A groundbreaking exploration of the intertwined histories of slavery, racism, and higher education in America, from a leading African American historian.
A 2006 report commissioned by Brown University revealed that institution's complex and contested involvement in slavery--setting off a controversy that leapt from the ivory tower to make headlines across the country. But Brown's troubling past was far from unique. In Ebony and Ivy, Craig Steven Wilder, a rising star in the profession of history, lays bare uncomfortable truths about race, slavery, and the American academy.
Many of America's revered colleges and universities--from Harvard, Yale, and Princeton to Rutgers, Williams College, and UNC--were soaked in the sweat, the tears, and sometimes the blood of people of color. Slavery funded colleges, built campuses, and paid the wages of professors. Enslaved Americans waited on faculty and students; academic leaders aggressively courted the support of slave owners and slave traders. Significantly, as Wilder shows, our leading universities, dependent on human bondage, became breeding grounds for the racist ideas that sustained them.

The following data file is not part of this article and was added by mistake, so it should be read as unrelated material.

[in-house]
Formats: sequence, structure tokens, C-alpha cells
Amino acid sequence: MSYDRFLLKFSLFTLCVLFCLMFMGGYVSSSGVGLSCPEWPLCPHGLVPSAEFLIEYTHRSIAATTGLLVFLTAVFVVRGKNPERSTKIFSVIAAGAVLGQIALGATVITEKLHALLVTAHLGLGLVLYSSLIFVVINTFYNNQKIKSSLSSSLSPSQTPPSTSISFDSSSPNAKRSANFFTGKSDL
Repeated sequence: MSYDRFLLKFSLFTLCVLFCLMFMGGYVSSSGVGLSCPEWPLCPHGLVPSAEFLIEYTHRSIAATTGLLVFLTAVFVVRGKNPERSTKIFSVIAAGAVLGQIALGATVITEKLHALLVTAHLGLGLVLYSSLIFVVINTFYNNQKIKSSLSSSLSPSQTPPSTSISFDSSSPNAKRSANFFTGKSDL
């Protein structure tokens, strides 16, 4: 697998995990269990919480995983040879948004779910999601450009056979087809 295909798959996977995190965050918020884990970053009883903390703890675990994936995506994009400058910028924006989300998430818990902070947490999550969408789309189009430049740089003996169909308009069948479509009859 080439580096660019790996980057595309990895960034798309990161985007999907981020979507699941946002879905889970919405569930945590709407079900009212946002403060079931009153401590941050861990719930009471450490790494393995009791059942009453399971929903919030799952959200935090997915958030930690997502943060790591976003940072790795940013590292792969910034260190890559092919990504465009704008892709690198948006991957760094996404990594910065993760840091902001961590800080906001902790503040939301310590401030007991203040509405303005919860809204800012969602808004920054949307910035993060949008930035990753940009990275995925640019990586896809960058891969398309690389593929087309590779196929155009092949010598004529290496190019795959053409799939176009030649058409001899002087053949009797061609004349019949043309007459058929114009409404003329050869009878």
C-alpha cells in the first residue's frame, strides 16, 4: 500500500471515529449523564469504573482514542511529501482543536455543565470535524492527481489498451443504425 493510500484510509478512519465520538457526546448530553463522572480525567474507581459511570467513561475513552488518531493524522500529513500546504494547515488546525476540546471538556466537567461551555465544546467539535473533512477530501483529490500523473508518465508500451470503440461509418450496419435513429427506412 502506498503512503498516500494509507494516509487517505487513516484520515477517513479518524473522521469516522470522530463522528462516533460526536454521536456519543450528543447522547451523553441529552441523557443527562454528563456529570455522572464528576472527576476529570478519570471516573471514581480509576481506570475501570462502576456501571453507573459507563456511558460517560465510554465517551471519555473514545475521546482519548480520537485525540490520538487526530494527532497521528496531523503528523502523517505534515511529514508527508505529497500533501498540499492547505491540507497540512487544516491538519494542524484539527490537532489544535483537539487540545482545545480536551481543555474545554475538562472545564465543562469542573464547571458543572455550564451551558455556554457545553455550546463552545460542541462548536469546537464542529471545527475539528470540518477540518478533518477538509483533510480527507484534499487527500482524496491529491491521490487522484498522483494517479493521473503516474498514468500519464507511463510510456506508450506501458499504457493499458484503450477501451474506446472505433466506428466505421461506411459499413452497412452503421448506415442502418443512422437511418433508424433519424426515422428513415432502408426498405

Ebony and Ivy is a powerful and propulsive study and the first of its kind, revealing a history of oppression behind the institutions usually considered the cradle of liberal politics.
“Wilder knows a great deal about his subject and does not flinch from facing it head-on . . . There is much to admire in Ebony & Ivy and much to learn from it.” —The Washington Post
“A groundbreaking history that will no doubt contribute to a reappraisal of some deep-rooted founding myths.” —Kirkus Reviews, starred review
“A well-researched and revealing look at the connection between American academia and American slavery.” —Booklist, starred review
“Wilder's copiously documented argument exposes how deeply implicated American higher education has been in racial exploitation that has dispossessed and subjugated peoples of color so as to invest whites beyond measure. His is a study deserving of serious attention from anyone interested in America's history, institutions, or intellectual development.” —Library Journal